This year’s National Novel Writing Month challenge is “Finish All The Things.” My 2015 flagship project is Ship’s Heart, the first book of the trilogy whose middle act I wrote in 2013 (Inside the Jump).
Yasmin remembered the day they announced the draft to the Academy. It was the day her mother Sita transferred to the power crew. That was the first announcement.
Well, the way it really happened:
Yasmin came in from her shift on power-systems to find Sita in the family commons, unwinding the wire ornaments from her hair, and the shining beads. She laid them out in their usual order, but rather than taking down her braids to re-make or oil them, she took up scissors and razor.
Yasmin watched, in fascination, as the opulent coiffure she had both envied and emulated fell, braid by braid, tuft by tuft, onto the work-table.
Her mother brought out the water-ration, and the soap, and soaped up the remains, and took the razor to it.
Yasmin sat down, because there wasn’t really anything to do but watch in fascination as Sita’s face emerged from the operation, naked in the beauty of its bones.
“I’ve transferred to power-systems,” she said at length. “Now that Mavra tells me you’ve passed your rites.”
Yasmin sat quietly, with her hands folded in her lap, for the rest of the explanation.
“I wasn’t going to do it while you were still a child,” she said. “But now that you’re grown, I can take risks.” She unwound the last of the ornaments from the braids on the work-table, and smiled at Yasmin. “You’ve wanted these, ever since you were a baby.”
Yasmin accepted the treasures: shining amber beads, some randomly flashing sensors that would blink through the spectrum when you attached them to certain points on the scalp, wire-work to keep the whole amazing coiffure of braids in place. Yasmin was blessed with hair as thick and wiry as Sita’s, which could be twisted and braided and piled into amazing structures.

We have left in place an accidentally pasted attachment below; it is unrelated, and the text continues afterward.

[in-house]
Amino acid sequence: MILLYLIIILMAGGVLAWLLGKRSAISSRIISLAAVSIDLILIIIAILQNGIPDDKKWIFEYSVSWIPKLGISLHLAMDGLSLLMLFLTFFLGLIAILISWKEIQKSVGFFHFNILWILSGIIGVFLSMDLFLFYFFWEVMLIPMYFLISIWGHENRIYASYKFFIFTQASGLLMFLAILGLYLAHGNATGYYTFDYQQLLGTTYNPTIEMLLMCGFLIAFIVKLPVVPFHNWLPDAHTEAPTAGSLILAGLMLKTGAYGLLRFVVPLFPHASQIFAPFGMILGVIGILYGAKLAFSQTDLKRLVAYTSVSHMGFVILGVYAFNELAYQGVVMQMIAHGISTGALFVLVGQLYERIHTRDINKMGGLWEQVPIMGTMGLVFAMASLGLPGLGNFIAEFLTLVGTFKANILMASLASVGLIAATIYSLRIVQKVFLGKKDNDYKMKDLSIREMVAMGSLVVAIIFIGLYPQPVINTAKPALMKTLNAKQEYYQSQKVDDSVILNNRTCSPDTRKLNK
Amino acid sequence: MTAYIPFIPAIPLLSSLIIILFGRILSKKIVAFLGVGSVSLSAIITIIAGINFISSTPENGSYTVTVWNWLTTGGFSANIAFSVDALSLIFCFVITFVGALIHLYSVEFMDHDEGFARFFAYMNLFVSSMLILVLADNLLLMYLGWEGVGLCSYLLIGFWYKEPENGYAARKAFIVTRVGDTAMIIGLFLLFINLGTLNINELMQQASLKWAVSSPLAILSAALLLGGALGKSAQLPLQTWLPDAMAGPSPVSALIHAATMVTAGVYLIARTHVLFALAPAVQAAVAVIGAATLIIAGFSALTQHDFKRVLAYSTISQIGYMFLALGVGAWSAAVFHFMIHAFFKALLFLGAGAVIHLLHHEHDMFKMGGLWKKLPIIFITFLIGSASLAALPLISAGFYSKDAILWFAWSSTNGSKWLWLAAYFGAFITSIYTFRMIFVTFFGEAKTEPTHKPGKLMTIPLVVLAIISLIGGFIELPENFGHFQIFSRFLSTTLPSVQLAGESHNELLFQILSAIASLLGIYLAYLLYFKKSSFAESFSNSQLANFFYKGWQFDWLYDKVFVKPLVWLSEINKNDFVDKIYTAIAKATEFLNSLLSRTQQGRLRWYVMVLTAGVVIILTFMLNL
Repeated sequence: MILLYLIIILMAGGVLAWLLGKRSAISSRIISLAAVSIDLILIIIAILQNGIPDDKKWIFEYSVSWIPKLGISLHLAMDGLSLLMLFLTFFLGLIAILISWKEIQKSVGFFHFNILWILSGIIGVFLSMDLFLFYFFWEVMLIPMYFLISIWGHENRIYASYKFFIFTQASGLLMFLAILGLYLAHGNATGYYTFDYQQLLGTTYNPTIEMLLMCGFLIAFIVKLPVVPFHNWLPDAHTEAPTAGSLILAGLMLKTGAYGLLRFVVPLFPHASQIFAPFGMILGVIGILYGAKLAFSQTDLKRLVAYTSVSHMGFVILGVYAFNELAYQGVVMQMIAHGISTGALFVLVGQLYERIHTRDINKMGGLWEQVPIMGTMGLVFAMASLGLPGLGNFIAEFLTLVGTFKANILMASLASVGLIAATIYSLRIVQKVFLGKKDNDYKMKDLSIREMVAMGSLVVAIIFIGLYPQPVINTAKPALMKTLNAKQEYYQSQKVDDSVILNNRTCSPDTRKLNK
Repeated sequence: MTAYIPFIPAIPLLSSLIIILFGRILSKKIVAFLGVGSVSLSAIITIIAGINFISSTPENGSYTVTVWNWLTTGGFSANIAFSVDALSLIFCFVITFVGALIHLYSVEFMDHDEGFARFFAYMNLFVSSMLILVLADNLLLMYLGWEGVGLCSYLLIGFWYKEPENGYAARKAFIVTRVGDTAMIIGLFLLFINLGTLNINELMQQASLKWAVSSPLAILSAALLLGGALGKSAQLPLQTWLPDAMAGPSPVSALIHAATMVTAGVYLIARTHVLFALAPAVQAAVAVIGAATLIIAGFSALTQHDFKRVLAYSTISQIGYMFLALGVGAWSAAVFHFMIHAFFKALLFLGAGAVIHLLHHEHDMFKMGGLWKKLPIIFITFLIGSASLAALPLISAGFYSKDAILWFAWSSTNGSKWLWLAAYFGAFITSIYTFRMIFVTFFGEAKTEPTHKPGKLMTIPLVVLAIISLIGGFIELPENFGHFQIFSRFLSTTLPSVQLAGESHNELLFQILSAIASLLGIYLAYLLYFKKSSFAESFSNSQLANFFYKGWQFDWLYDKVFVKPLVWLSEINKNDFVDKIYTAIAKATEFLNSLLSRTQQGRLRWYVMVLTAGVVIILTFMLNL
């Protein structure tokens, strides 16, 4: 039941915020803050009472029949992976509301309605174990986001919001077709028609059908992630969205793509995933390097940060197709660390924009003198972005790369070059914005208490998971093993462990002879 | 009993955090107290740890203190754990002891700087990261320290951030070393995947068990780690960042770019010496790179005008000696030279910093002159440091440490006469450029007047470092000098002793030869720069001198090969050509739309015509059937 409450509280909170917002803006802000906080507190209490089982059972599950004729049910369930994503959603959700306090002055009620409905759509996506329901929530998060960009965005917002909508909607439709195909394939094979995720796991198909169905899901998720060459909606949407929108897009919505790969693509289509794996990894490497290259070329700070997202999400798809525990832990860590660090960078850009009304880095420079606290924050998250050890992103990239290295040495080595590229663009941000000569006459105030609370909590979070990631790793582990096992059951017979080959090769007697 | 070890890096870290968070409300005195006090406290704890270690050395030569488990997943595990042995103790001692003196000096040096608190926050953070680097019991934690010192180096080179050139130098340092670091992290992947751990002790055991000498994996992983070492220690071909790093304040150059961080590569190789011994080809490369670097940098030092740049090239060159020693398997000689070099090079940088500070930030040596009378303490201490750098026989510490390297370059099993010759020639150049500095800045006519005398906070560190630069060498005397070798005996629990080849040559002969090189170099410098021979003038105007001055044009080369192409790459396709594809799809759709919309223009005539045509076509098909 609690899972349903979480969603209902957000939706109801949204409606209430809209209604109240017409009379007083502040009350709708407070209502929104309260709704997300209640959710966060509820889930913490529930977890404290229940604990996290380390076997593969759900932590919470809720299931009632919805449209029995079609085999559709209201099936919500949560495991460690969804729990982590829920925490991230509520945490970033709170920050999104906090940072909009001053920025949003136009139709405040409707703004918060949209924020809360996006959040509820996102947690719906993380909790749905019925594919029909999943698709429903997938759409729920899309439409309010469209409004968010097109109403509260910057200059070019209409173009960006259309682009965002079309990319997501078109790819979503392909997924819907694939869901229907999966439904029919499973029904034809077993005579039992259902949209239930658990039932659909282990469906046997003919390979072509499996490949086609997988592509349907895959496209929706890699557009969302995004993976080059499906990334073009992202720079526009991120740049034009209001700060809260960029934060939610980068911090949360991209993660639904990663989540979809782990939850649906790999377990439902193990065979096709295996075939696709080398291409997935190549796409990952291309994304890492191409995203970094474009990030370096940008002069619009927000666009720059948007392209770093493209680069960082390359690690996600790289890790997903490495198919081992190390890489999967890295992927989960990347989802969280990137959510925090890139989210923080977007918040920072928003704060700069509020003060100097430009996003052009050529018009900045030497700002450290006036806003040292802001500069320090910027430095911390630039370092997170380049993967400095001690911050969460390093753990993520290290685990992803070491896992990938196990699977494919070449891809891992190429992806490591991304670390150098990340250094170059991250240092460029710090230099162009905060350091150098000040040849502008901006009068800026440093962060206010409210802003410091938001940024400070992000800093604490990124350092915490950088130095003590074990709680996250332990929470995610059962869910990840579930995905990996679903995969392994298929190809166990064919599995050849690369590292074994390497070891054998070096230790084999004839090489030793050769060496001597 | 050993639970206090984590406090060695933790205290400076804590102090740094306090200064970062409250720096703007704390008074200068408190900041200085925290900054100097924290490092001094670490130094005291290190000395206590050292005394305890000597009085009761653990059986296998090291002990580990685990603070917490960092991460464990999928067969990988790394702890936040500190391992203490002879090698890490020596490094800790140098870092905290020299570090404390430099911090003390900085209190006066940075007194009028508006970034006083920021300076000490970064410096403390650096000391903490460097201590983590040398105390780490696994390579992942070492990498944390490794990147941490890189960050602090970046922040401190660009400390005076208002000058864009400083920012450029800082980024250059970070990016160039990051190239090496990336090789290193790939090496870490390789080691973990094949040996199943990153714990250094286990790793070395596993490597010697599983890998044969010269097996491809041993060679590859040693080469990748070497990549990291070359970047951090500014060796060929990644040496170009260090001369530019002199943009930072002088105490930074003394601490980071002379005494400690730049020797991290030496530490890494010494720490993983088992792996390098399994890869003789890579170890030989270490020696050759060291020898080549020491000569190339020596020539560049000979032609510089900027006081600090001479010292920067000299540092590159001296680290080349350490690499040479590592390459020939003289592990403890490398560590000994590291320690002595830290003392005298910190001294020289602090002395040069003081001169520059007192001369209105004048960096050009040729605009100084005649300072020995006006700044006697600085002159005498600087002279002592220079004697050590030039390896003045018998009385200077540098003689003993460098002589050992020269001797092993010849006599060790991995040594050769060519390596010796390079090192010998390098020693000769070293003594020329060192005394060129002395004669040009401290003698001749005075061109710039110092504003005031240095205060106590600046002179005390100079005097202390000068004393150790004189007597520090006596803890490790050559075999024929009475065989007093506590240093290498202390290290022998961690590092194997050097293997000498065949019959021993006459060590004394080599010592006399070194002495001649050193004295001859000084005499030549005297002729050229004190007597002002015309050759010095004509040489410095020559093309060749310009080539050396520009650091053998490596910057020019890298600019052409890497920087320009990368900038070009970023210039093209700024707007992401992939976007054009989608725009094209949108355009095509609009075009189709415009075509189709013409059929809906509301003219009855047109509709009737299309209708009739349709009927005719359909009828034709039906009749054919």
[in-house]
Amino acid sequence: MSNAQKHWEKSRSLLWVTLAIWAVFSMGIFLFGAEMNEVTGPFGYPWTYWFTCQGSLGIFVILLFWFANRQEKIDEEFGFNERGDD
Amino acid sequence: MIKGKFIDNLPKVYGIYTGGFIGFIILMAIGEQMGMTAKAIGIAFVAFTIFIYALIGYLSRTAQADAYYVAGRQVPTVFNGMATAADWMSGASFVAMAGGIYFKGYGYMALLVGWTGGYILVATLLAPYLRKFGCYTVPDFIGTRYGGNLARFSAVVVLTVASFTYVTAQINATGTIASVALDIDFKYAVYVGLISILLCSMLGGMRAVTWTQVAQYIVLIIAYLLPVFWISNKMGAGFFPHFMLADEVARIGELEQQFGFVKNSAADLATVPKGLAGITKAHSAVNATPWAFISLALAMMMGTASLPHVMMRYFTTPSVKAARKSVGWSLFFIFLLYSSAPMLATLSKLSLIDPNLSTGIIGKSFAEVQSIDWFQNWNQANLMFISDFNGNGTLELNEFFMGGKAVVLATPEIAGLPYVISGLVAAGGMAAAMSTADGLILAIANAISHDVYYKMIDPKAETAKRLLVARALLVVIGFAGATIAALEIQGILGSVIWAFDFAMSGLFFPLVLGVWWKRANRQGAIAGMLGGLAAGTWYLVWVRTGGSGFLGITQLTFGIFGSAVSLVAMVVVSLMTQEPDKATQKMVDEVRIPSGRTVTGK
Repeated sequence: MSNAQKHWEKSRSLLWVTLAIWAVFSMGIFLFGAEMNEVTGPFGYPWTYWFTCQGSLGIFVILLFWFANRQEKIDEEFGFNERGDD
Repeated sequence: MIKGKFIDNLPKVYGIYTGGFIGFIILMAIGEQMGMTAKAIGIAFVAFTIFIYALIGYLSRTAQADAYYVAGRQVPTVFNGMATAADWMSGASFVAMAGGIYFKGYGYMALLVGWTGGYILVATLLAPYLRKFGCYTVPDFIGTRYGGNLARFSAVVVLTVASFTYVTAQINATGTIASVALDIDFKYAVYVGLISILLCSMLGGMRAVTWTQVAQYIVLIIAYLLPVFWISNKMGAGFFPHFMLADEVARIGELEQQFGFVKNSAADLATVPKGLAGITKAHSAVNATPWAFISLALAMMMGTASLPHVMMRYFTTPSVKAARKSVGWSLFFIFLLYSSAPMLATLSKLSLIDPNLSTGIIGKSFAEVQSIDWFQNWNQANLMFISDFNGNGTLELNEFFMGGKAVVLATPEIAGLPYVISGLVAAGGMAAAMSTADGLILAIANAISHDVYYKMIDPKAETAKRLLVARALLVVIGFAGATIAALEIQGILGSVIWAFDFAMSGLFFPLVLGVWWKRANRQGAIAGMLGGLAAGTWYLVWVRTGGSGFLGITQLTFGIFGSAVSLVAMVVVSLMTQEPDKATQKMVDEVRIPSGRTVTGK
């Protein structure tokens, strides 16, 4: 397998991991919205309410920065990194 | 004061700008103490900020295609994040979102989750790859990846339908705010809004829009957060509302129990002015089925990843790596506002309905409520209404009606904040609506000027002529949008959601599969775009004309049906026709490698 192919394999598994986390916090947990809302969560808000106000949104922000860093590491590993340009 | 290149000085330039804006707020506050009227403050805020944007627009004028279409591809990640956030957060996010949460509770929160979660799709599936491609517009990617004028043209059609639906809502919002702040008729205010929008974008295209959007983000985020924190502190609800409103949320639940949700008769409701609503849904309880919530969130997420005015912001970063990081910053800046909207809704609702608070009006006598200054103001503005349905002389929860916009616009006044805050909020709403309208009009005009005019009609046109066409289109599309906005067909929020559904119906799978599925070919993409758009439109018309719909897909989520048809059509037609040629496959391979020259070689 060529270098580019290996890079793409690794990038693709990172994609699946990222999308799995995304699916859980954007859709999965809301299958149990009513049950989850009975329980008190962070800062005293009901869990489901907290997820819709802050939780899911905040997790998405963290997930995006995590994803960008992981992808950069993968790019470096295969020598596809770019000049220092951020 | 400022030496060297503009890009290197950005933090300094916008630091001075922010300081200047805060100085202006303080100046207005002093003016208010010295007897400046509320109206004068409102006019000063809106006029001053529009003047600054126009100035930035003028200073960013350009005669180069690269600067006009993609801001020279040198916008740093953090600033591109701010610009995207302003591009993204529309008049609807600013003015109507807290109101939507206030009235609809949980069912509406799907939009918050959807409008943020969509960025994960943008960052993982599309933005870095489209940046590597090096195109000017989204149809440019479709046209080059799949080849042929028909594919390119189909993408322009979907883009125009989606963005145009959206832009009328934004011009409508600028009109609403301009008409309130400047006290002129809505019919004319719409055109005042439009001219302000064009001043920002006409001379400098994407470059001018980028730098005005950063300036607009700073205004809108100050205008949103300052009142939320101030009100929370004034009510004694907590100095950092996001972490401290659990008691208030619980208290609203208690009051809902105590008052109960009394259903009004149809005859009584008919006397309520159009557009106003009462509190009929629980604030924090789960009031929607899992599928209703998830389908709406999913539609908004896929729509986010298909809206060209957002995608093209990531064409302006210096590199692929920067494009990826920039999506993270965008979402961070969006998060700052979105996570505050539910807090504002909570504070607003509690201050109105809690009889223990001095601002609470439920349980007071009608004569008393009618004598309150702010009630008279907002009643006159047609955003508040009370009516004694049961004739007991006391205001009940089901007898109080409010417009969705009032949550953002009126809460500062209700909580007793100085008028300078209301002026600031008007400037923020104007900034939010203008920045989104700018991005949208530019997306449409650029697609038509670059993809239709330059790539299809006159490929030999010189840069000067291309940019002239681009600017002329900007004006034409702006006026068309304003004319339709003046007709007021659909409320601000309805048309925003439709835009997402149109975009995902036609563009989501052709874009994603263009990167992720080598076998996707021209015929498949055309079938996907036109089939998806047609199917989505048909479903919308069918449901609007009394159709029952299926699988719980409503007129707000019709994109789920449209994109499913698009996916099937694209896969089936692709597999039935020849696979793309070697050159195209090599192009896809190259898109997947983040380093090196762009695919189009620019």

“It isn’t formal yet,” Sita said, “but I’m really proud of you.”
“What?” Yasmin said. “Mavra already told you …”
“But there’s what else. It just came through on comms this morning.”
Yasmin had just begun to twist the wires through her hair, and would remember forever that one of the amber beads was hanging in her field of vision when Sita said, “You’ve been selected for the Academy at Karis.”
Yasmin’s mouth opened and her fingers froze where they were. The bead trembled and swung on its swag, bumped her nose, until she remembered what she was doing and finished the operation.
“Not just me.”
“No, not just you. Jehen and Ferenc, as well.”
“Oh. Do they know yet?”
“They will when they come off shift. They’ll be announcing it at change of shift tonight. It’ll be Vlada Ship’s-Heart coming to fetch you away. Mavra’s gene-brother of fourth degree is the Ship’s Doctor. It’ll be a nice reunion, I think.”
“Oh,” Yasmin said, again. She propped up a mirror to work, which as usual was one of the photo-meters, set reversed. Her own face, as it really was (not as it showed in shiny surfaces). With the ornaments in her hair, she looked like a very young Sita. The family resemblance had always been there, but now her coiffure had the shape she’d always admired in her mother’s, and her mother —
Her mother looked like an entirely different person. Younger, not exactly carefree, but the mirror of her own sense that a great task was finished. They had both stepped through the gateway to a new life.
Her mother could indulge her yen to work power-systems, which was too risky for a parent. Her mother would always be her mother, but now that she was an adult …
“You look splendid,” Sita said, kissing Yasmin on the forehead, and then embracing her. Yasmin wriggled, involunarily; it just felt so awkward, as it had when she was a child, but even more so, because now she could feel some of the meaning of that: fear and love and the desire to hold the moment that even now was racing into the future.
She would see the Road of the Stars. That prospect dazzled. She would see the True Ocean of Karis, the amazing horizon-wide stretch of water…
She drank her ration of water from the sipping-cup, thinking about a whole planet full of the stuff.
She was going to the Academy.